Environmental activists are working to conserve a rare turtle that lives in three provinces of northeastern Cambodia.
The film follows the lives of three Cambodians caught up in the country’s rapid economic development, as they struggle to make ends meet.
The proposed Lower Sesan II dam would be situated on a site in Stung Treng province that saw a 5.2 magnitude quake in 1978, according to a recent impact study.
Filmmaker Mam Kalyanee told VOA Khmer from the festival that the film was meant to show how development in Cambodia “affects our people’s lives and environment.”
US Embassy spokesman John Simmons confirmed the identities of the men and said they had been evacuated to Bangkok.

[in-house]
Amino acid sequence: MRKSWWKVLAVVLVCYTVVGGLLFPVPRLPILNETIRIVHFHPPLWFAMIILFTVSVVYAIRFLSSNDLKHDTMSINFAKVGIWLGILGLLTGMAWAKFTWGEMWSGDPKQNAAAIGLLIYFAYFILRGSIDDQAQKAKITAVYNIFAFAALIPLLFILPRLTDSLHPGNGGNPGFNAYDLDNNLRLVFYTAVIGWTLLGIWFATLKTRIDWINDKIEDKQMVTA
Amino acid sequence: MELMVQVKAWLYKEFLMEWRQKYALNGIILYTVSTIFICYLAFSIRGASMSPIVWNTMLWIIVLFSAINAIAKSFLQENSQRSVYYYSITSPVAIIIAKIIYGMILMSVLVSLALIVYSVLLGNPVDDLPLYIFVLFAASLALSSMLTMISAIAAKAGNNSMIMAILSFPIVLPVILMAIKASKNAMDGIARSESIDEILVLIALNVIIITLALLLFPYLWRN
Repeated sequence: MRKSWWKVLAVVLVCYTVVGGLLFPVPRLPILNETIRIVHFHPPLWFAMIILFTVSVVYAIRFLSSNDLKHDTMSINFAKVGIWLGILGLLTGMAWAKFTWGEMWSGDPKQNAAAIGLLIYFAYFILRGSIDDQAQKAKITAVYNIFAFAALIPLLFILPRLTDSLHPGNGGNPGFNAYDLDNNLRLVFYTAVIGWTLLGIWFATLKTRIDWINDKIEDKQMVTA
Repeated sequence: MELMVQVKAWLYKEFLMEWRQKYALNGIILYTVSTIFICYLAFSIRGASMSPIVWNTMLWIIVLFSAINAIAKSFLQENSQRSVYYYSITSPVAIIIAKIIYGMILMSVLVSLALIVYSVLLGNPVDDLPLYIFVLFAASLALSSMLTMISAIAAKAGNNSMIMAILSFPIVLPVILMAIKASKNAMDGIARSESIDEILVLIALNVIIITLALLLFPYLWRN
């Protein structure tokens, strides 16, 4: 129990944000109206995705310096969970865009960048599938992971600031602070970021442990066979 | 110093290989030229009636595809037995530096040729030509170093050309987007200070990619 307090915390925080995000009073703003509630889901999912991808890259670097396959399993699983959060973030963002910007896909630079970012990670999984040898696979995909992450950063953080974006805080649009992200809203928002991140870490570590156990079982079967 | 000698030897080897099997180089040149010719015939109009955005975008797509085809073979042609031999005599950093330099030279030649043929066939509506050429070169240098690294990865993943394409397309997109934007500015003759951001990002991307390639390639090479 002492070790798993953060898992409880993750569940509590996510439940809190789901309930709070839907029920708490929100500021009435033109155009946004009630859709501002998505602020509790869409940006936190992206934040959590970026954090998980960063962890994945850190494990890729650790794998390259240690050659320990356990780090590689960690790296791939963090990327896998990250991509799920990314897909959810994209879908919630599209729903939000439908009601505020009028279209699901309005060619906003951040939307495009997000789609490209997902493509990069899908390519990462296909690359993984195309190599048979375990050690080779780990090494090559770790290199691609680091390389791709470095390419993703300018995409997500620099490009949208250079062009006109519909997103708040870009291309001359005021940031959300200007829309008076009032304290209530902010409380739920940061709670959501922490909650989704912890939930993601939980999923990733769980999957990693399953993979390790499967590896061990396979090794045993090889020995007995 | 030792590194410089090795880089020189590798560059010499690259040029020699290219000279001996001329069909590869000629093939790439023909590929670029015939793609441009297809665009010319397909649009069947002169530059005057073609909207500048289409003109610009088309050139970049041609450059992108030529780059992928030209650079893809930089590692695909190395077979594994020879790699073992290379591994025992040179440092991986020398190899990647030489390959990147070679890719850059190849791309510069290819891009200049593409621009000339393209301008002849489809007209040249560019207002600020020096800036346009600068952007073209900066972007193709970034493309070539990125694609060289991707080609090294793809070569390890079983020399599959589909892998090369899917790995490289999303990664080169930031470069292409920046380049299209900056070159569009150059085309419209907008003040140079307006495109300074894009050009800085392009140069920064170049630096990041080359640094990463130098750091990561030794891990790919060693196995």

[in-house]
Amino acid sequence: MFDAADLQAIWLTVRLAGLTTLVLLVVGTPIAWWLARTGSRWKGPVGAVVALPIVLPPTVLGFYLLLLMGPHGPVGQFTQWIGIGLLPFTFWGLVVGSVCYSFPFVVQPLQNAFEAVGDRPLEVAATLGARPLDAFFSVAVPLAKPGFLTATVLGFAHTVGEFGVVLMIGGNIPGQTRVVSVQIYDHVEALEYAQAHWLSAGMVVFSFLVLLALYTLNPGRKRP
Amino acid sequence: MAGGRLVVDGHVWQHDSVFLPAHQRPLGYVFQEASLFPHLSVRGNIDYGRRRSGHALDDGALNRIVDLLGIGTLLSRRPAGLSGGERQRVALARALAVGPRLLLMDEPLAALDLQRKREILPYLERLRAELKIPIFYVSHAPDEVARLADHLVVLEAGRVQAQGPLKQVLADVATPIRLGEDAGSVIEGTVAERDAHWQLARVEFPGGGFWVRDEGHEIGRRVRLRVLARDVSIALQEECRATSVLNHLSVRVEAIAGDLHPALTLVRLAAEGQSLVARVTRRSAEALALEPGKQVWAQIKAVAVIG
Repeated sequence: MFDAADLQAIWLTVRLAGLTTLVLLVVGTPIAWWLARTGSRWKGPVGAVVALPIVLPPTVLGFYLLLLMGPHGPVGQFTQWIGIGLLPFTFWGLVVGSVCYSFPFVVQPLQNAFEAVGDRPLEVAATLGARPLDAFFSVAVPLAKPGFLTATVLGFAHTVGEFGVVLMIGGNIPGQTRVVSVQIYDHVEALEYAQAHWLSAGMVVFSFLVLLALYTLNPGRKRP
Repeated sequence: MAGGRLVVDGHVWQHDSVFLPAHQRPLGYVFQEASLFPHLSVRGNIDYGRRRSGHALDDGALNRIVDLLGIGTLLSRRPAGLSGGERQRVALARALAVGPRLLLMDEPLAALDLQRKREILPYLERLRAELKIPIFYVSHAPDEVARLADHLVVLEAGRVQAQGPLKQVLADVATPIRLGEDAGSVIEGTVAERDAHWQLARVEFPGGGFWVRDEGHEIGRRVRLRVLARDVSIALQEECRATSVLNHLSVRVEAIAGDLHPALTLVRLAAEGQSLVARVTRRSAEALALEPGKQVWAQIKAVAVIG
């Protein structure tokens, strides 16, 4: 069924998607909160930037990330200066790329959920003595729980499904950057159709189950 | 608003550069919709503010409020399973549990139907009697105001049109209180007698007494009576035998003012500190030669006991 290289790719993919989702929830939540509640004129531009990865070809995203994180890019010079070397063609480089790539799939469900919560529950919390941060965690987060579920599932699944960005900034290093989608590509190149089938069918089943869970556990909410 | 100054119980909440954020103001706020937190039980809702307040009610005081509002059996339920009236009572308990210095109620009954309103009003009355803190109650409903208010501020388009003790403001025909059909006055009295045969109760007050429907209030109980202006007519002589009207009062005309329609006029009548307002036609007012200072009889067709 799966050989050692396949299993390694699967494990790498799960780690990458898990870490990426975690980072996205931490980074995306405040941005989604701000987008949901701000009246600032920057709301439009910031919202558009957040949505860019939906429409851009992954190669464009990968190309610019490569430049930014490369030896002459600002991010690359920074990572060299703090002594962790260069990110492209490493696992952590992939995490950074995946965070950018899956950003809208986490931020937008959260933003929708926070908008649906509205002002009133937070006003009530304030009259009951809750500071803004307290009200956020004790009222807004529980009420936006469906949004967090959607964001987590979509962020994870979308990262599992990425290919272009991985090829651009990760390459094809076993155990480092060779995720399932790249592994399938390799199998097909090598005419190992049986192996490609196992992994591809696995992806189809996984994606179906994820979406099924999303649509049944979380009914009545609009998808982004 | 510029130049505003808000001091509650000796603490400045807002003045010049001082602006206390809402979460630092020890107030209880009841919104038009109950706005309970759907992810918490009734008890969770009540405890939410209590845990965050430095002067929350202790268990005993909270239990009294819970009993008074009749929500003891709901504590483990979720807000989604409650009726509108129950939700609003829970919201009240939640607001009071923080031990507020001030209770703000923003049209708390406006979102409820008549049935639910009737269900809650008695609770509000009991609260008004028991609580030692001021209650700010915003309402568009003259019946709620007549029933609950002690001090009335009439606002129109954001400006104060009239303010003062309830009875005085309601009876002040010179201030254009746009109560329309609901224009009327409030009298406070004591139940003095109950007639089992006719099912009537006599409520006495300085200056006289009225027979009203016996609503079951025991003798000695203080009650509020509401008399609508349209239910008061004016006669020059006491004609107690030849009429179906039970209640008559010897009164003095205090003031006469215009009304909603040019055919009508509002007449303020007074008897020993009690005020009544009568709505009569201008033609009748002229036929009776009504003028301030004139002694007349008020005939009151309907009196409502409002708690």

A source in Kampong Chhnang said the four were training using a 33-mm rocket when it exploded.
An annual meeting of the Mekong River Commission, which includes representatives of Cambodia, Laos, Thailand and Vietnam will be held in Laos on Jan. 17.
Cambodia will send an eight-member team to Laos on a fact-finding mission over the controversial Xayaburi dam project at the end of the month, officials said Thursday.
The European legislation does not just cover oil and mineral wealth, but is extended to forestry resources as well.
The film follows the lives of three Cambodians, as they grapple with the impacts of development in their rural homes.
Cambodia is now seeking to expand its exports of its jasmine rice and other varieties.
Police say the body of journalist Hang Serei Oudom, 44, was found in the trunk of a car in the remote northeast province of Ratanakkiri.